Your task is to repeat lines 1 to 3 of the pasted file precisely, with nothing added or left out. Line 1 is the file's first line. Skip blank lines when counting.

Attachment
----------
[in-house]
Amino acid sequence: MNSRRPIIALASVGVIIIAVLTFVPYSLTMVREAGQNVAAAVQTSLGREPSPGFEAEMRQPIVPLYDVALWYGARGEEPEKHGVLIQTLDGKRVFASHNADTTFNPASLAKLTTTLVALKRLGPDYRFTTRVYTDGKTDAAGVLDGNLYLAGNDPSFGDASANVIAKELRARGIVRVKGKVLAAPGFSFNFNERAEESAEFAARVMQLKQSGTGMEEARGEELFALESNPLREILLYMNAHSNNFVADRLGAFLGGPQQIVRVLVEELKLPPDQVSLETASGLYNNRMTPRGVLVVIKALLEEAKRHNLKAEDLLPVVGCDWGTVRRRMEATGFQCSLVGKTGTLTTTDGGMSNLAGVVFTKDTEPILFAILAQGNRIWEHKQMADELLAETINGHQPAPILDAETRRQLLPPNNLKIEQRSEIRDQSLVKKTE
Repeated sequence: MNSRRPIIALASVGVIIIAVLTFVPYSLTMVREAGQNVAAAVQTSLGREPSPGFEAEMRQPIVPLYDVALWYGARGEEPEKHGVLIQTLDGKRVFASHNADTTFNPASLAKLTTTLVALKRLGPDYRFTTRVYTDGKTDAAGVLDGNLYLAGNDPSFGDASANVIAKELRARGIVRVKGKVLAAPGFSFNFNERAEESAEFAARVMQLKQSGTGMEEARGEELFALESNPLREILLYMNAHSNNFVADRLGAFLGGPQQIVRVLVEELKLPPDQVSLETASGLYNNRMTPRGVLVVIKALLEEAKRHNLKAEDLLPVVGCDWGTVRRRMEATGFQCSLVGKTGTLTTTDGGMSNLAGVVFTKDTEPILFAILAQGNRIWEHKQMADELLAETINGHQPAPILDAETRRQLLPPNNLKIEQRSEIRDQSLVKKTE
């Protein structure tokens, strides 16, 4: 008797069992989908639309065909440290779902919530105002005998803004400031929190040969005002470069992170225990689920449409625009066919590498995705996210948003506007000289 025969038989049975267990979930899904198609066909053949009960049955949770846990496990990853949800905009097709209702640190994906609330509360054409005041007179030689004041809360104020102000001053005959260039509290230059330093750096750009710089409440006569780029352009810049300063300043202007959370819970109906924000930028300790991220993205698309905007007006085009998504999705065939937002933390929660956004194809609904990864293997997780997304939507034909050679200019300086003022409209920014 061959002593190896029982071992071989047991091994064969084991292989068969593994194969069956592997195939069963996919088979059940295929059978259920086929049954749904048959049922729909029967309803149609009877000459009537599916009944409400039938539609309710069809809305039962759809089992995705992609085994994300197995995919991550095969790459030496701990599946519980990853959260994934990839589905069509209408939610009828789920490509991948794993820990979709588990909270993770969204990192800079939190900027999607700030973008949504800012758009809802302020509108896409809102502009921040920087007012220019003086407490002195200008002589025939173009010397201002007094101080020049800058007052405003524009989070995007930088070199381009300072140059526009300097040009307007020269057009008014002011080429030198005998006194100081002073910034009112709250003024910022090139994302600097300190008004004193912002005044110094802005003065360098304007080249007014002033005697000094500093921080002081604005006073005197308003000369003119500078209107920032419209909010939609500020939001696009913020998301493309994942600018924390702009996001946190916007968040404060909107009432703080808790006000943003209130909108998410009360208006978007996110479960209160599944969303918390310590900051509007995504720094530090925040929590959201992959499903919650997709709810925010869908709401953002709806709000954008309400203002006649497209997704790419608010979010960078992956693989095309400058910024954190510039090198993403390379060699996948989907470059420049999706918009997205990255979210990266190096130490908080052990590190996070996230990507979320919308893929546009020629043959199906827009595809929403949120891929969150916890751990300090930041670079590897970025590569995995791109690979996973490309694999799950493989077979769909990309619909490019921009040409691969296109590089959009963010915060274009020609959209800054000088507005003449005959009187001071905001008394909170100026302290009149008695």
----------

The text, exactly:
[in-house]
Amino acid sequence: MNSRRPIIALASVGVIIIAVLTFVPYSLTMVREAGQNVAAAVQTSLGREPSPGFEAEMRQPIVPLYDVALWYGARGEEPEKHGVLIQTLDGKRVFASHNADTTFNPASLAKLTTTLVALKRLGPDYRFTTRVYTDGKTDAAGVLDGNLYLAGNDPSFGDASANVIAKELRARGIVRVKGKVLAAPGFSFNFNERAEESAEFAARVMQLKQSGTGMEEARGEELFALESNPLREILLYMNAHSNNFVADRLGAFLGGPQQIVRVLVEELKLPPDQVSLETASGLYNNRMTPRGVLVVIKALLEEAKRHNLKAEDLLPVVGCDWGTVRRRMEATGFQCSLVGKTGTLTTTDGGMSNLAGVVFTKDTEPILFAILAQGNRIWEHKQMADELLAETINGHQPAPILDAETRRQLLPPNNLKIEQRSEIRDQSLVKKTE
Repeated sequence: MNSRRPIIALASVGVIIIAVLTFVPYSLTMVREAGQNVAAAVQTSLGREPSPGFEAEMRQPIVPLYDVALWYGARGEEPEKHGVLIQTLDGKRVFASHNADTTFNPASLAKLTTTLVALKRLGPDYRFTTRVYTDGKTDAAGVLDGNLYLAGNDPSFGDASANVIAKELRARGIVRVKGKVLAAPGFSFNFNERAEESAEFAARVMQLKQSGTGMEEARGEELFALESNPLREILLYMNAHSNNFVADRLGAFLGGPQQIVRVLVEELKLPPDQVSLETASGLYNNRMTPRGVLVVIKALLEEAKRHNLKAEDLLPVVGCDWGTVRRRMEATGFQCSLVGKTGTLTTTDGGMSNLAGVVFTKDTEPILFAILAQGNRIWEHKQMADELLAETINGHQPAPILDAETRRQLLPPNNLKIEQRSEIRDQSLVKKTE